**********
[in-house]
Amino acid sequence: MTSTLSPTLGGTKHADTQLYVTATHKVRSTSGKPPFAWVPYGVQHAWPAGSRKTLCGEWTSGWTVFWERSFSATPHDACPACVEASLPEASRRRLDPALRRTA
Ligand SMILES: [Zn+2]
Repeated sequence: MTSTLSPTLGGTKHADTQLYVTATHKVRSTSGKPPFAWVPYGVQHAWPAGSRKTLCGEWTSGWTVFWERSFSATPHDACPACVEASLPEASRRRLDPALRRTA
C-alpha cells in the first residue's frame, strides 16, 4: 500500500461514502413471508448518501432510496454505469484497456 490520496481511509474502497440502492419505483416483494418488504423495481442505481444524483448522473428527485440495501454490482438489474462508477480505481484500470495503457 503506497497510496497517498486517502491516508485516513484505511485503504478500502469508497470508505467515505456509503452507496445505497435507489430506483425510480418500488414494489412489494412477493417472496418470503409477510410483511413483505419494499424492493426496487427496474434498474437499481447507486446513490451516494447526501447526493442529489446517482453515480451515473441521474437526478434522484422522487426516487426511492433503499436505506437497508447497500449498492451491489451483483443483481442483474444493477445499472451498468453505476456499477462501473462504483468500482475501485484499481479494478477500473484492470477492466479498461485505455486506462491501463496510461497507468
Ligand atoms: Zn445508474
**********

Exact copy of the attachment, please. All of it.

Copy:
[in-house]
Amino acid sequence: MTSTLSPTLGGTKHADTQLYVTATHKVRSTSGKPPFAWVPYGVQHAWPAGSRKTLCGEWTSGWTVFWERSFSATPHDACPACVEASLPEASRRRLDPALRRTA
Ligand SMILES: [Zn+2]
Repeated sequence: MTSTLSPTLGGTKHADTQLYVTATHKVRSTSGKPPFAWVPYGVQHAWPAGSRKTLCGEWTSGWTVFWERSFSATPHDACPACVEASLPEASRRRLDPALRRTA
C-alpha cells in the first residue's frame, strides 16, 4: 500500500461514502413471508448518501432510496454505469484497456 490520496481511509474502497440502492419505483416483494418488504423495481442505481444524483448522473428527485440495501454490482438489474462508477480505481484500470495503457 503506497497510496497517498486517502491516508485516513484505511485503504478500502469508497470508505467515505456509503452507496445505497435507489430506483425510480418500488414494489412489494412477493417472496418470503409477510410483511413483505419494499424492493426496487427496474434498474437499481447507486446513490451516494447526501447526493442529489446517482453515480451515473441521474437526478434522484422522487426516487426511492433503499436505506437497508447497500449498492451491489451483483443483481442483474444493477445499472451498468453505476456499477462501473462504483468500482475501485484499481479494478477500473484492470477492466479498461485505455486506462491501463496510461497507468
Ligand atoms: Zn445508474